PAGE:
As far as use case diagrams go, I tend to agree with Martin Fowler's thoughts on the subject:
Use cases appear in the UML in the form of use case diagrams, but these diagrams are of little value - the key value of use cases lies in the text which is not standardized in UML. So when you do use cases put your energy into the text.
If you consider other methods of capturing use cases, such as a tabular format, you can annotate them. If you search for formats for capturing use cases, you can find plenty of examples of textual and tabular formats. In one of these formats, it would be much easier to annotate the fact that a particular use case or even a particular alternative flow or alternate course through a use case only exists in one platform or version of the application.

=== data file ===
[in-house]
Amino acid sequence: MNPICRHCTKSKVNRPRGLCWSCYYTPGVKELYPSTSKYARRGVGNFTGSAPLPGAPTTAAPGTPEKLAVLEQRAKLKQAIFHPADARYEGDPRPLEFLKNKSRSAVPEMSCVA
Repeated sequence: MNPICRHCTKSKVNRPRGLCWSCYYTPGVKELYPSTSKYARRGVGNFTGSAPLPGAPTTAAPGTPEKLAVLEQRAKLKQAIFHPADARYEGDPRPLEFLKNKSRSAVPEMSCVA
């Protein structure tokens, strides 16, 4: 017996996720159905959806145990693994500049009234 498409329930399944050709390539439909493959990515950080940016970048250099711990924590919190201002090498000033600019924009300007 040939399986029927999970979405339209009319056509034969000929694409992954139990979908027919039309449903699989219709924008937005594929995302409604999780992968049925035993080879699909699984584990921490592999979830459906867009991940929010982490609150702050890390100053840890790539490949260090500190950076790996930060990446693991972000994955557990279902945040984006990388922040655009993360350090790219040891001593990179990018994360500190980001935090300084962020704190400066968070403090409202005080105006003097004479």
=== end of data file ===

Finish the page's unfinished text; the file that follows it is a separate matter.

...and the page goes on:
All of that said, there may be value in using a diagram as a "map" to your use cases. If you do decide to include a UML Use Case diagram, you can focus on linking actors to use cases which have a more detailed description in your textual or tabular formats. In the diagram, simply link the actor(s) to their use cases and in the use case symbol, indicate the name or identifier of the use case and use the tabular or textual format. In this particular example, an actor would link to an "edit catalog item" use case and the reader would be expected to read elsewhere if they wanted a deeper understanding of what it means to edit catalog items.